Friday, October 18, 2013

Analysis of "Alone, Looking for Blossoms Along the River" by Tu Fu

Original poem reprinted online here: "Alone, Looking for Blossoms Along the River" by Tu Fu
Originally read: May 9, 2013
More information about the Poet: Tu Fu


Continuing on with the idea of metaphor, the speaker in this poem automatically compares himself to the blossoms along the river.  Both are alone.  Now, the reasons should unfold throughout the poem, but I want to explain the picture past me drew in the margins.  The image of blossoms along the river are easy to visualize, but past me (and current me), doesn't quite see the connection.  Or rather, when it comes to loneliness and nature, there are some other representative images, but it feels like the blossoms near the river either have an historically symbolic reason or a personal symbolic reason.  Maybe a little bit of both.

Yet, the focus of the speaker's loneliness is further impacted with the drinking.  "But my friend in wine / Gone ten days drinking" and then the image of the bed in which could be a symbol of lovers.

The following stanza has a weird opposite reaction, "in fear of spring. / Poems, wine -- even this profusely drive, I endure.  / Arrangements for this old white-haired man can wait."  Past me wrote, "opposite reaction -- Spring being more livelier, but what's more alone than feeling alone when everyone is around?"  I just want to add on top of this is the kind of reverence and venom with the description "old, white-haired men can wait" as though there's the understanding that his is what the speaker has to "endure" while the other is gone.

The next stanza focuses on the mixture of nature and domestic images where the speaker, "I too have my place. / With a lovely wine, bidding life's affairs bon voyage."  I'm not entirely too sure about this line -- the tone fits with the idea of letting go, but the tone is a bit contrary to the spring stanza, but this could be setting up the emotional distress which is curiously downplayed the next three stanzas.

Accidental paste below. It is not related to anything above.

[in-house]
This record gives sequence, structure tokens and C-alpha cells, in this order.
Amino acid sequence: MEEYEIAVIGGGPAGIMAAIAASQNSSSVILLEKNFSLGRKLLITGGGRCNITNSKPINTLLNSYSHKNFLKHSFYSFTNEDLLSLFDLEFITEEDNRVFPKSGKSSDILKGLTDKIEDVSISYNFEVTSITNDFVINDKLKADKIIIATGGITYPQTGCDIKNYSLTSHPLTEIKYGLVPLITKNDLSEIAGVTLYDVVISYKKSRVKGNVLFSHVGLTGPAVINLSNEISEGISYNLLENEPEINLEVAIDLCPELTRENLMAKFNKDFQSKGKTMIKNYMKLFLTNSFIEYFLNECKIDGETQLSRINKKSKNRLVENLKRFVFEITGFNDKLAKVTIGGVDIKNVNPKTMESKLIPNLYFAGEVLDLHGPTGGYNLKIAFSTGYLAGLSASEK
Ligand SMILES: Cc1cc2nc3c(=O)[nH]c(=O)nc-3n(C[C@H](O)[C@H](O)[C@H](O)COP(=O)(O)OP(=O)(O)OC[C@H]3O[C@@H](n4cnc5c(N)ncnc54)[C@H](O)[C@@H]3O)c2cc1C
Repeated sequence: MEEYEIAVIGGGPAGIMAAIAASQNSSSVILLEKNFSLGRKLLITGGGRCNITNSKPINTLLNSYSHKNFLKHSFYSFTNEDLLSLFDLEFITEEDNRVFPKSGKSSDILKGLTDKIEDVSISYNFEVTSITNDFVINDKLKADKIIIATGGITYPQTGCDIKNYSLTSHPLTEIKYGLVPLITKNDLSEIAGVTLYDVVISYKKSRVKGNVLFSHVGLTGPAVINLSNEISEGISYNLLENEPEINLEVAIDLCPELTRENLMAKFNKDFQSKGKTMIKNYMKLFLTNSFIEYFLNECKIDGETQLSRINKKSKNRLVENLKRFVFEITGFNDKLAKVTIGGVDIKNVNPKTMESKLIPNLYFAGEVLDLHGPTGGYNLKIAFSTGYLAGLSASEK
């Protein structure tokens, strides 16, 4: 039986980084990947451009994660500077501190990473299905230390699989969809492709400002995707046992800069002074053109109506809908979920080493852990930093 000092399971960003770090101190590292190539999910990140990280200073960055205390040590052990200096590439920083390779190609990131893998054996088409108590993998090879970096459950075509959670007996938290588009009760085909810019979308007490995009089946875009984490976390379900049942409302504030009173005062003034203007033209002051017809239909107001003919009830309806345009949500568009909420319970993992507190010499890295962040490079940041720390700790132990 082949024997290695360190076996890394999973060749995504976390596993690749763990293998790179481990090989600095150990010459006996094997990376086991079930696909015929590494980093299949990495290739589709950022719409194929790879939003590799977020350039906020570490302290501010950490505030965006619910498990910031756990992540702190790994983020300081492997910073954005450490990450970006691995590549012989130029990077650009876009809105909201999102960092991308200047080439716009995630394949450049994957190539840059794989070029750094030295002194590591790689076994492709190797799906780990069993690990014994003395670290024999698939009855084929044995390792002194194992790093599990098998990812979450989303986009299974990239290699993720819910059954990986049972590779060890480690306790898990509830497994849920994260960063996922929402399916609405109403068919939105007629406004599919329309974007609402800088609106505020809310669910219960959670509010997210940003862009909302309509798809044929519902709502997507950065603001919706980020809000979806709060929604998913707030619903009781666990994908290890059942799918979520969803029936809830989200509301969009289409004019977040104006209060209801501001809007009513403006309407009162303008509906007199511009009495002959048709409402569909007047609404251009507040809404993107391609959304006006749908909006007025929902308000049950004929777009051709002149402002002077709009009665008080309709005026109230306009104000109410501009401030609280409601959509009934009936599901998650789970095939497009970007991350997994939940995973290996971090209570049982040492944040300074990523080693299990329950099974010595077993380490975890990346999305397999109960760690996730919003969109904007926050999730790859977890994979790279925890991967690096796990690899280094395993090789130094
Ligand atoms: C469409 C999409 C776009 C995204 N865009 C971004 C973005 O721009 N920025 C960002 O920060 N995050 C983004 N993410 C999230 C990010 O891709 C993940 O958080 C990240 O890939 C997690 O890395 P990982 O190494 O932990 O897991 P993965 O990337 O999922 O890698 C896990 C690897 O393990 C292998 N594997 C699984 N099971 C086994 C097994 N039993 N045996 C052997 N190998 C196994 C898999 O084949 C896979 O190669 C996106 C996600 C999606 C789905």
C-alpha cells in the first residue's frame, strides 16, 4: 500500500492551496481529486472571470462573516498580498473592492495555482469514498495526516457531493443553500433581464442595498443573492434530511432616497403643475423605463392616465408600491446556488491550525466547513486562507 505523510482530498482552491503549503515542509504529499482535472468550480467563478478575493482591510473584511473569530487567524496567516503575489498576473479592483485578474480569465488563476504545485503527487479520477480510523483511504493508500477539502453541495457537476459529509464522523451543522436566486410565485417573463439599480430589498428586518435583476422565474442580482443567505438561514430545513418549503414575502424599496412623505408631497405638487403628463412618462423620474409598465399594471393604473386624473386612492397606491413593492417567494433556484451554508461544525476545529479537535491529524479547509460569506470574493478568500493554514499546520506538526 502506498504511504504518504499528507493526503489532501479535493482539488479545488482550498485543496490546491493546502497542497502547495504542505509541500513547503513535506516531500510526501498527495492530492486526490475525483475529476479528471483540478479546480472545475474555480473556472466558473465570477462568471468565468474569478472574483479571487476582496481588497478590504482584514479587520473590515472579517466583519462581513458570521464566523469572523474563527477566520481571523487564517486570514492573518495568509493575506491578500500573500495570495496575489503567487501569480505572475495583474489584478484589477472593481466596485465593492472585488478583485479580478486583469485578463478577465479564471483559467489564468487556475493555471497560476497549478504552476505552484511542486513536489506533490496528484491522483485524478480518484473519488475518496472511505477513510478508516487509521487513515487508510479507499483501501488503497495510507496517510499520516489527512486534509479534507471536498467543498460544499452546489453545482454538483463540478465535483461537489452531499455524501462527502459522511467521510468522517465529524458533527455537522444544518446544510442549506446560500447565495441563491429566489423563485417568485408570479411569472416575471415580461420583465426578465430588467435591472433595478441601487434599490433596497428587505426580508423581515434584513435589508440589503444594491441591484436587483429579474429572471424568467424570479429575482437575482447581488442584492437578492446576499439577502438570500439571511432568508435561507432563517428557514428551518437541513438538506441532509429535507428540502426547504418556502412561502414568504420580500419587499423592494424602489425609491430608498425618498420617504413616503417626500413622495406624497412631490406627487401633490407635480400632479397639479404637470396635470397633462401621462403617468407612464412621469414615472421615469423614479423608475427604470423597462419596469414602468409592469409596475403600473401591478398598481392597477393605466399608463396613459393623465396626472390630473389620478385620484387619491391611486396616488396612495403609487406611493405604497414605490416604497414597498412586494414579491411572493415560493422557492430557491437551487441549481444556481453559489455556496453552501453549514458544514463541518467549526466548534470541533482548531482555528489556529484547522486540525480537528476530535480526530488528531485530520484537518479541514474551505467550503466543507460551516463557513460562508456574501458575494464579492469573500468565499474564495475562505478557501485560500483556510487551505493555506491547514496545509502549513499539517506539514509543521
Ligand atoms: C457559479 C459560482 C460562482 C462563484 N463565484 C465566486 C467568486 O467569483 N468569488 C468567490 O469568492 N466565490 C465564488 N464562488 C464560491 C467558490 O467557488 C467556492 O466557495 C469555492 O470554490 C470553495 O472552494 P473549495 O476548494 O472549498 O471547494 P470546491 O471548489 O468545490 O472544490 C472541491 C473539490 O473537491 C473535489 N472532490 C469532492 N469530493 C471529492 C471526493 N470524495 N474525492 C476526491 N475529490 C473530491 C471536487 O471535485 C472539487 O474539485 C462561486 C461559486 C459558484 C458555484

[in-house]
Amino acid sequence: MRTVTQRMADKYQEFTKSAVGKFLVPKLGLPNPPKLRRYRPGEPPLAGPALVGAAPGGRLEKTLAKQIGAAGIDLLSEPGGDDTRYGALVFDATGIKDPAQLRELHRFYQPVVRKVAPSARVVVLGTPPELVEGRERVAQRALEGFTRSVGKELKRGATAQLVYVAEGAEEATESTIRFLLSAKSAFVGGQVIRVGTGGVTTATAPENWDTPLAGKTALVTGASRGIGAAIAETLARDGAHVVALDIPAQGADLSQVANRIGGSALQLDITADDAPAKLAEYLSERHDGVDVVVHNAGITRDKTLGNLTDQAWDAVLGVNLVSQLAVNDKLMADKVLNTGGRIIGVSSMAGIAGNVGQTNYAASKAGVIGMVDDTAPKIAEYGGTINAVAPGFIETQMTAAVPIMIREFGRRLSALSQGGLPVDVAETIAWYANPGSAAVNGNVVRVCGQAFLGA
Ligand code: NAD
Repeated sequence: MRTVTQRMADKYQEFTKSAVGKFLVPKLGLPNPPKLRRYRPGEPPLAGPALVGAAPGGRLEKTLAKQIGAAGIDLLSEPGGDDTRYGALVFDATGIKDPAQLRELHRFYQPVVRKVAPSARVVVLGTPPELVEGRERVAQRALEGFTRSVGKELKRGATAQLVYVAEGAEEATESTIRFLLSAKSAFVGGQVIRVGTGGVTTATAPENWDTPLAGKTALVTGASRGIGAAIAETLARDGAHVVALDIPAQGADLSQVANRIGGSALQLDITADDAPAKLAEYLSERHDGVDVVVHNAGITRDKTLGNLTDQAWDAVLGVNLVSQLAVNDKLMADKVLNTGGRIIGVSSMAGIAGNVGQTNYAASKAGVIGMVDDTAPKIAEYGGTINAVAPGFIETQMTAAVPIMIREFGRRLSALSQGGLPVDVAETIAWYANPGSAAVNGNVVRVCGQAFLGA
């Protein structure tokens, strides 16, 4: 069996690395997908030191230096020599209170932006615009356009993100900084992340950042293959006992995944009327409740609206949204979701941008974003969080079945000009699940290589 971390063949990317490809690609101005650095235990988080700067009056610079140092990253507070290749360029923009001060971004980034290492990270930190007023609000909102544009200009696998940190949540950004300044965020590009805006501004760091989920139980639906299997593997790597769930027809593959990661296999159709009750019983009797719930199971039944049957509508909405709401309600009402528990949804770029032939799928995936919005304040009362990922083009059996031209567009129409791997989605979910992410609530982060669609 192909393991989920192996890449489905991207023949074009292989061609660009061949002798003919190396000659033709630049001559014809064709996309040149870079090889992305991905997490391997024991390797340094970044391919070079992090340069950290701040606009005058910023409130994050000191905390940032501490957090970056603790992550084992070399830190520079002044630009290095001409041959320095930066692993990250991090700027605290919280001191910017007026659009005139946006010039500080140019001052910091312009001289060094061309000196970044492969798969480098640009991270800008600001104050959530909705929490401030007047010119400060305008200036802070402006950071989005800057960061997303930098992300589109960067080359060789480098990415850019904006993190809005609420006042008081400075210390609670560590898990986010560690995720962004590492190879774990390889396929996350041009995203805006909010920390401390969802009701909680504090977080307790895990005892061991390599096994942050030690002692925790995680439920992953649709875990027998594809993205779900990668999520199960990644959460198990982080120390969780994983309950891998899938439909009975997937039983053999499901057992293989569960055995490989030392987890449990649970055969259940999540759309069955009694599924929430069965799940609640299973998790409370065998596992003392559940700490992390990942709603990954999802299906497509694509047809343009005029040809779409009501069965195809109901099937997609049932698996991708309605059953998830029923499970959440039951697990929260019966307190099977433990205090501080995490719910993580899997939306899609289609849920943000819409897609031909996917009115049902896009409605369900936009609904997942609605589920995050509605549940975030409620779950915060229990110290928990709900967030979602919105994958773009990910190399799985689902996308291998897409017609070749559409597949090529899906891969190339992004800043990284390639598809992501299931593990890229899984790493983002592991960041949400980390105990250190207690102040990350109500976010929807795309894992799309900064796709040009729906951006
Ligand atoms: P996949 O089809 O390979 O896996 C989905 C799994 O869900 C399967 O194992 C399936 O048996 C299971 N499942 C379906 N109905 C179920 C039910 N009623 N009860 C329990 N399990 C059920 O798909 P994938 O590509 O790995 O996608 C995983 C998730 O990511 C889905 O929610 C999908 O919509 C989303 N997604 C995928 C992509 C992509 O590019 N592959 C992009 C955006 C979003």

The next three stanzas focus more of place, "Looking east to Shao,"  "I admire that stately Po-hua wineshop," "East of the river, before Abbot's Huang's grave"  and, "At Madame Huang's house."  Now these locations, especially Abbot Huang, could be the person the speaker is mourning.  However, I don't get a sense of that here.  The execution of the places feels more like a marker for places the speaker escapes to.

*Po-hua -- beautiful dancing girls (the speaker cannot bear to look at)
*Abbot Huang's grave -- a crush of peach blossoms opening ownerless (speaker comparing self with being with no one)

*Madame Huang's house -- the attention to thousands of blossoms where everything is fine (to set up a jarring realilzation)

     I don't so love blossoms I want to die.  I'm afraid,
     Once they are gone, of old age still more impetuous
     And they scatter gladly, by the branchful, Let's talk
     Things over, little buds -- open delicately, sparingly.

The speaker understands the beauty of the moment, but further knows about the loneliness that happens when "blossoms die"  (or the people who represents the blossoms die or leave).  And so the last lines, "open delicately, sparingly" I feel has a genuine loneliness/subtle sting to it.  

In one way, the blossom that opens delicately and sparingly could be enjoyed for longer moments of time; however, the blossom that doesn't bloom full and bright wouldn't be admired so much amongst every other blossom.  Although this interpretation isn't there in the poem, for me, there's a sense of what appreciation is, and how that knowledge is attained when something is gone.

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